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District should keep driver’s ed

Back in the late 1970s at Burroughs High School, one of the best

classes to take was driver’s education in 10th-grade summer school.

What made it even better was that Mr. Grimes was our teacher. It makes


me chuckle when I think of what he must have put up with in the local

recreation parking lot.

Starting, stopping, slamming on the brakes, trying to parallel park

and laughing when it was someone else’s turn. I remember the sweat on my


palms when I had to sit in the driver’s seat, while my patient teacher

sat in the passenger seat. I was probably pretty lucky because my mom

would take my girlfriends and I to the recreation parking lot at night

and teach us to drive in a VW van with a stick shift that popped out of

second gear. So we had a bit of training before our driver’s education


I hope there will be more teachers that get their credential to teach

the class. It was a great experience and helped us all as we approached


our license age. I feel that ninth grade is too young. The 10th grade

isn’t any better, but the law allows teenagers to drive at 16, which I

now believe is too young. So, if we can help them to prepare for a very

serious privilege, let’s do it. Not only that, it was fun and saved my

parents money.


Oklahoma City, Okla.

Burbank owes much to Chamber of Commerce


I read with interest Burbank Leader columnist Will Rogers’ strange

take on the Burbank Chamber of Commerce in his Dec. 11 column (“Not

another chamber of horrors”).

Rogers, with a tendency to rewrite history, much prefers a Burbank

Chamber of Commerce neutral on the airport modernization issue and

involved in simple city sign ordinances and other similar nuts-and-bolts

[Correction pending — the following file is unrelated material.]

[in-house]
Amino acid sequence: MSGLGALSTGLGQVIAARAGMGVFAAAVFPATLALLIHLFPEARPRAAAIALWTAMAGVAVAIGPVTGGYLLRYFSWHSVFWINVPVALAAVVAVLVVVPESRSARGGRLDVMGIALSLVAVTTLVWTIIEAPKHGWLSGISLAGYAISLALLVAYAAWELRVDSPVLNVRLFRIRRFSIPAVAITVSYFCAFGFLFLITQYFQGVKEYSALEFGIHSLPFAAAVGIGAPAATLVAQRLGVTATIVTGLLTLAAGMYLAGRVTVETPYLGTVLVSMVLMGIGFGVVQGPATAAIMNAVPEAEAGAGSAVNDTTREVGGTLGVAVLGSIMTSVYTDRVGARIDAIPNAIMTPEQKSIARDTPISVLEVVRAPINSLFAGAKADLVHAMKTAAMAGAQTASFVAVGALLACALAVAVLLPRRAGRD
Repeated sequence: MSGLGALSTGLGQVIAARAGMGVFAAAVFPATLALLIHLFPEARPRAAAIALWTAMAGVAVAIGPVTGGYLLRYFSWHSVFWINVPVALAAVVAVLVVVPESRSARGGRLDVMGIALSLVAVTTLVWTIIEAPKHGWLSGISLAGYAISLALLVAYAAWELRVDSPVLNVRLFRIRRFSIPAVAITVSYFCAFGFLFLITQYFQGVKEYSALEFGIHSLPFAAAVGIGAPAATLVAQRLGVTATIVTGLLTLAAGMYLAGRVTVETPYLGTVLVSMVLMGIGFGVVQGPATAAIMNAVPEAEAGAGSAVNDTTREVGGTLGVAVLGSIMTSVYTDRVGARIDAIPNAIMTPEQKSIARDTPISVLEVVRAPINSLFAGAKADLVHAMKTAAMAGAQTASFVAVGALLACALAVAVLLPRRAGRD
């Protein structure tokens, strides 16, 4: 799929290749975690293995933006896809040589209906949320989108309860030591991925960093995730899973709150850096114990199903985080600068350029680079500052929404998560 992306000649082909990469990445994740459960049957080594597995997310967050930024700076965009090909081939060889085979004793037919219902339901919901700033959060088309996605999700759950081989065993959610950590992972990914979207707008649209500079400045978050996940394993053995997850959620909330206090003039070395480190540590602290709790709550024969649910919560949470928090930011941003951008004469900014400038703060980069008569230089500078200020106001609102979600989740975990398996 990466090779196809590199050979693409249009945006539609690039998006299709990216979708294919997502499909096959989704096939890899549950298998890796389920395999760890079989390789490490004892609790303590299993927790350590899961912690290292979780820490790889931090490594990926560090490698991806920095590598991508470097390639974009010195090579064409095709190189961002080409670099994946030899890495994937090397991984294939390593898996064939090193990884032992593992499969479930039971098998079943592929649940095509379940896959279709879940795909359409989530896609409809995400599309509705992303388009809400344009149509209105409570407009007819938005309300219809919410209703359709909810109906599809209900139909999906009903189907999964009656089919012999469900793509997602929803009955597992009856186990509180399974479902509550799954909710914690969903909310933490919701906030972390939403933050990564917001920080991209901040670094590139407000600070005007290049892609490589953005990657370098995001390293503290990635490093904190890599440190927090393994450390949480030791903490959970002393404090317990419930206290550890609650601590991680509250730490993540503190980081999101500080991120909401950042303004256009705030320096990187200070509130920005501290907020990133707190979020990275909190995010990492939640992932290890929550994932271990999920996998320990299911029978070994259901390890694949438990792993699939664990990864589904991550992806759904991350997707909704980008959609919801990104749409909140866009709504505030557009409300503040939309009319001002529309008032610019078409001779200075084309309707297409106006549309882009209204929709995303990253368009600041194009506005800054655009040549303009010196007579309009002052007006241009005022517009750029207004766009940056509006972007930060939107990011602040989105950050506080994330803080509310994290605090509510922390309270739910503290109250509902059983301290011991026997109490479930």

business concerns.

Relative to history, the Burbank Chamber of Commerce has played a

major role in the development of our city. With businesses contributing

almost two thirds of the yearly city revenues, they are a major reason

why city services like police, fire, parks and recreation, and library

are so terrific.

The Burbank Chamber of Commerce played major roles in two of the most

important periods in our city’s history. In 1951, business leaders joined

together to end organized crime’s reign of corruption in Burbank. Raymond

Stansbury, Buick dealer; John Canaday, Lockheed executive; Earl White,

real estate developer; and Edmund DePatie, Warner Bros. executive, led to

the fight to oust Mickey Cohen and his gang from the city.

In the early 1990s the Burbank Chamber of Commerce played a major role

in the development of the AMC Theatres, the Media City Center mall, IKEA

and the Burbank Village. They were heavily involved in the master

planning of the downtown, but more importantly, played a major role in

the election of City Council members Bowne, Battey, Hastings and Flavin,

who ultimately became the most successful city council in the history of

the city. One need only look at the vibrancy of our downtown area to

realize how thankful we are for their efforts.

Over the past few years, the Burbank Chamber of Commerce has lowered

its voice regarding the advocacy of business and became known more as a

social club. Apparently, some of the board members have tired of this and

appear ready to hire one of two candidates to be the new executive


According to Rogers, one is known for his ego and the other for having

a new job every year. Both are known locals and either one would be an

excellent choice to the lead the chamber into the new millennium.

I look forward to the new century and know that business leaders in

Burbank will lead the way. With a solid history of accomplishments the

Burbank Chamber of Commerce must play a vital role in the further

development of our city.